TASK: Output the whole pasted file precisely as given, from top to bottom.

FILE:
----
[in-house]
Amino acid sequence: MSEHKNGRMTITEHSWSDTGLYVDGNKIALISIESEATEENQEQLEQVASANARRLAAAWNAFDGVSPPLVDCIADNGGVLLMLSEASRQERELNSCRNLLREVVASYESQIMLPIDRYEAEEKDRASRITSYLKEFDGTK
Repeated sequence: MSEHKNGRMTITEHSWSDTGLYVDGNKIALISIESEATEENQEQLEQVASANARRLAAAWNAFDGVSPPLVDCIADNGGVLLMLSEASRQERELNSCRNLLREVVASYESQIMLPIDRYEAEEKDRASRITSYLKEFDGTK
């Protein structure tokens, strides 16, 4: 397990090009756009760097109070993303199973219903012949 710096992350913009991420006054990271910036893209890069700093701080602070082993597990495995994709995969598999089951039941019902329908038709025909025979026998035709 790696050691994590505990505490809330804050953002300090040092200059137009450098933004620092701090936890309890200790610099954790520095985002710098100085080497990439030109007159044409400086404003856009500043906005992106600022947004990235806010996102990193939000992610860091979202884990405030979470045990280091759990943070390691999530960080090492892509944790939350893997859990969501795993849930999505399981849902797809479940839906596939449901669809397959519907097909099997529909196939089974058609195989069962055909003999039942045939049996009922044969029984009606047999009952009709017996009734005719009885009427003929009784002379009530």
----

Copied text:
[in-house]
Amino acid sequence: MSEHKNGRMTITEHSWSDTGLYVDGNKIALISIESEATEENQEQLEQVASANARRLAAAWNAFDGVSPPLVDCIADNGGVLLMLSEASRQERELNSCRNLLREVVASYESQIMLPIDRYEAEEKDRASRITSYLKEFDGTK
Repeated sequence: MSEHKNGRMTITEHSWSDTGLYVDGNKIALISIESEATEENQEQLEQVASANARRLAAAWNAFDGVSPPLVDCIADNGGVLLMLSEASRQERELNSCRNLLREVVASYESQIMLPIDRYEAEEKDRASRITSYLKEFDGTK
């Protein structure tokens, strides 16, 4: 397990090009756009760097109070993303199973219903012949 710096992350913009991420006054990271910036893209890069700093701080602070082993597990495995994709995969598999089951039941019902329908038709025909025979026998035709 790696050691994590505990505490809330804050953002300090040092200059137009450098933004620092701090936890309890200790610099954790520095985002710098100085080497990439030109007159044409400086404003856009500043906005992106600022947004990235806010996102990193939000992610860091979202884990405030979470045990280091759990943070390691999530960080090492892509944790939350893997859990969501795993849930999505399981849902797809479940839906596939449901669809397959519907097909099997529909196939089974058609195989069962055909003999039942045939049996009922044969029984009606047999009952009709017996009734005719009885009427003929009784002379009530």